Cochon, as suggested by many friends both from the area and tourists alike, was excellent.  We had a selection of starters, including a corn fritter on heirloom tomatoes, a small half rack of ribs, spicy oysters with garlic and rock salt, and a roasted peach and goat cheese on toast with a candied bacon rind on top.  We also had a pulled pork shoulder with turnips and cabbage for our mains, and smoked rabbit stew in a pan with southern greens and cornbread “dumplings”.  It was really good and perhaps the best part of it, was done without pretense in an inviting and clean environment.  However friendly and professional, I did note the service was not like Nola’s, where our waiter Travis went out of the way to be supportive of all of our choices with a certain down home flair.

On our way back to the hotel, we went through Bourbon Street, where the shooters are plentiful, both vodka and photographic.  As bar girls jumped out of their doors to encourage you to have a shot, music blaring from the open doors inviting you in, other photographers stood with tripods taking pictures of the neon lights, partiers swirling around them in a haze of motion and light.

We ended up at the venerable but famous Preservation Hall, damaged in Katrina five years ago, to listen to Dixieland jazz.   The musicians sat in one end of the room, tourists and music lovers packed into the other end, a sweaty but captivated bunch.  As everyone strained to get pictures in the subdued and warm light, the jazz band played, again, with skill and excellence and little pretense.  The beauty of these performers is their effortless skill, it appears, obviously with many many years of practice and experience, they play so well, so naturally.


Perhaps to maintain artistic integrity and keep from playing it too often, a hilarious sign offered requests at two dollars and When the Saints Go Marching In at ten.  At the start of the second set, the bandleader offered requests but for patrons to keep them traditional.  I suspected if someone actually requested Britney Spears, a Louisiana native no less, these consummate professionals would probably do just as well, riffing and jamming along regardless.

New Orleans, Day 1

Today, as we descended into New Orleans, the dense Louisiana swamp, a tapestry of greens punctuated and divided by the brown canals and causeways gathered below us, spread out to the side as I peered through the window at my seat.  The decision to go to New Orleans is a strange one, as Siobhan and I had a list of places which we wanted to go to, but given timing and summer high season, we broke down to typing in random destinations into a flight booking website and found the Big Easy was the cheapest place to fly in America.  Fueled by the likes of Tony Bourdain and travelogue exposure, a patois punctuated by the bams of Emeril Lagasse and the Food Network, we decided to give it a try.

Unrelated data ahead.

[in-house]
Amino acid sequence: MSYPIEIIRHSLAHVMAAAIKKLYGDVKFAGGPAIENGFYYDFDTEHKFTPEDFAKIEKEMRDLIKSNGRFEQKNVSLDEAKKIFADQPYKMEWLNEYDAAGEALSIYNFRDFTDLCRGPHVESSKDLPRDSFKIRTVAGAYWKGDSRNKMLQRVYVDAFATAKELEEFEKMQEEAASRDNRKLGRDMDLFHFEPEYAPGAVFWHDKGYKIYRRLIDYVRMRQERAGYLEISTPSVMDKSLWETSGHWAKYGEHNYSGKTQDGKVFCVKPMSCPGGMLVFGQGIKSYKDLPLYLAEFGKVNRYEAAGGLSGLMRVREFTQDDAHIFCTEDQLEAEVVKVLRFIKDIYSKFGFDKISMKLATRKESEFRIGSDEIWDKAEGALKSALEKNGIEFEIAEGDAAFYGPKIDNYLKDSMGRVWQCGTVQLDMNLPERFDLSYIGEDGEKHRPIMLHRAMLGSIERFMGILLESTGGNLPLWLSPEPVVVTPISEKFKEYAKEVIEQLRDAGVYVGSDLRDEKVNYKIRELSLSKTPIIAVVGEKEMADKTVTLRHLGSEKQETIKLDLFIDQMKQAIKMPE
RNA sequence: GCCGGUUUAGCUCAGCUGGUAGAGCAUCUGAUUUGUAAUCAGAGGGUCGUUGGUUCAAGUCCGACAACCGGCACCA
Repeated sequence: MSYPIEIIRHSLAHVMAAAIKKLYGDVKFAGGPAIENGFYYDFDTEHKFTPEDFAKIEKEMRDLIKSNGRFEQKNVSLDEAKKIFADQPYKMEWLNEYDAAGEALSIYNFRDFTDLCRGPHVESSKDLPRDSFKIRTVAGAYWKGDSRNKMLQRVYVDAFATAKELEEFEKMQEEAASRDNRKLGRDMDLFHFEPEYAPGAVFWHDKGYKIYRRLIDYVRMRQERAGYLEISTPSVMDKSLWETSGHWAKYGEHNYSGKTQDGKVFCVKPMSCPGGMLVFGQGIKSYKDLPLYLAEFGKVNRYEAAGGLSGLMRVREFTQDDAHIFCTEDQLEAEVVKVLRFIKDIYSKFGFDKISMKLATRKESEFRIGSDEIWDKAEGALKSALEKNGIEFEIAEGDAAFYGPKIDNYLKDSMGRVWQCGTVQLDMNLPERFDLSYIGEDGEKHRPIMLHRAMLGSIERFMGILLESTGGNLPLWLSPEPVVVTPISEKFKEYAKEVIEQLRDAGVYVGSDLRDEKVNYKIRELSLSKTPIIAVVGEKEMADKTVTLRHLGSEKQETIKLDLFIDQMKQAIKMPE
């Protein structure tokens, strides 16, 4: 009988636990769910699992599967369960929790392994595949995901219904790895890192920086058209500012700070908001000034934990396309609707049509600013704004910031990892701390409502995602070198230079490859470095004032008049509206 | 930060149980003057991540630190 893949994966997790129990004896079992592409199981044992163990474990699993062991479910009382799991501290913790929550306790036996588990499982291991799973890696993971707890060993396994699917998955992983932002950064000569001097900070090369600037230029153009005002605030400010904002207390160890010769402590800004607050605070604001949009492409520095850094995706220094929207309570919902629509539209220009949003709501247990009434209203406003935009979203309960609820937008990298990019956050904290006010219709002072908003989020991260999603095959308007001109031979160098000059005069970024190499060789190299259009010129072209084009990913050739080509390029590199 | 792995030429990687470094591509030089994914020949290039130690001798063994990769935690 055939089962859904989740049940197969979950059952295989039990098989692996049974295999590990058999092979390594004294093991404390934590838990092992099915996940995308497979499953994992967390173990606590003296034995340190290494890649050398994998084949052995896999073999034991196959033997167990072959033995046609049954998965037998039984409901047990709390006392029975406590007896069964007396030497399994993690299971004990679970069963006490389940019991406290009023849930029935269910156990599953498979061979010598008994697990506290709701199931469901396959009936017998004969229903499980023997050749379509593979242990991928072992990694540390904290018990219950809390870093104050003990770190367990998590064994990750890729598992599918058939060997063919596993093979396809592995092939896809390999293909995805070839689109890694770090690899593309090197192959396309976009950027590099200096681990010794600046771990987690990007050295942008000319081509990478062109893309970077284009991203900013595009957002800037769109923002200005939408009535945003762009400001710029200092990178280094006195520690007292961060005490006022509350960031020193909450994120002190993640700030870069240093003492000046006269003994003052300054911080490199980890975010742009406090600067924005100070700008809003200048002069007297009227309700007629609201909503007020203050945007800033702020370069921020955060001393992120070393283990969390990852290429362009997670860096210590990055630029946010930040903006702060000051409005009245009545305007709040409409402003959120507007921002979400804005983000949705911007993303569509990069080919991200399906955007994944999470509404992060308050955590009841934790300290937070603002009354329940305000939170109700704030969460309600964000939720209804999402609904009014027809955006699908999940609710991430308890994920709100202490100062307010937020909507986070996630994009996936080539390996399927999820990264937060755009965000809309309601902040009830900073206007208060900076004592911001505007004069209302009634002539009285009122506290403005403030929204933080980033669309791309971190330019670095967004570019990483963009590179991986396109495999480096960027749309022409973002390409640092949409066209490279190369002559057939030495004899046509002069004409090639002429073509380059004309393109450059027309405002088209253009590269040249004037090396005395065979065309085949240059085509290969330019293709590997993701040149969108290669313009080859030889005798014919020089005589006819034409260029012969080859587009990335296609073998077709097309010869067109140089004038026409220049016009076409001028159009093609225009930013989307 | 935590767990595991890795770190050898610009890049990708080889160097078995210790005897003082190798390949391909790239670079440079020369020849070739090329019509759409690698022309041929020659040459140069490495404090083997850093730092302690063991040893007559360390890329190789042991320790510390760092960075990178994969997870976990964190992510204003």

What interesting things will greet us here?

Immediately after we clicked the confirmation page, I started to wonder why flights were so cheap.  Part of it, I found out was that July in New Orleans is ridiculously hot.  Another reason, as I found out from a colleague, was the fact we were in hurricane season, the same season that produced Katrina and was about to deal with Bonnie, which thankfully made landfall in Florida yesterday.

Coming out of the airport, you see that New Orleans, or at least Jefferson County, is your typical American city, dotted by Best Buys and Big Lots along the side of the freeway.  Entering the French Quarter, however, is like transporting yourself to another world.  The streets are designed to the tempo of a different time, with the large SUVs and pickup trucks favoured here carefully navigating a sea of pedestrians.  After finding our hotel, we ventured out into the steamy summer heat, lenses fogging up.

The French Quarter is filled with old houses, framed with old iron work and shutters.  We walked along the eclectic set of shops and bars, antique places filled with paraphernalia and joints hawking Hurricanes made in a plastic beer cup.

In the evening, as we went out towards our dinner at Emeril’s Nola, we ended up near the nightlife of Bourbon Street. At the famed celebrity chef’s restaurant, you can come in your running shoes and shorts, and the portions are giant, yet the food is great.  We started with a crab cake and fried duck livers on collard greens, then a hickory smoked duck and a pan fried redfish.  There may be rather bold overtures of spice, however, the subtle flavourings aren’t lost and all the tones are there in the dishes. Bam, indeed.

New Orleans is a place of excess, of fried oysters and walk up bars, yet it sings of music in the streets and and a vibrancy so lost on North American cities.   Perhaps this sums up New Orleans the best.  In other towns, including Toronto, bars and clubs focus on exclusivity to entice patrons.  Here, with the street hawkers and bouncers motioning you to come in, you can’t but feel swept up in the energetic invitation, the music of a dozen bar bands presenting an utmost uniform quality.  There is an earnestness in this place, if it is a waiter or a musician on the street, a validity.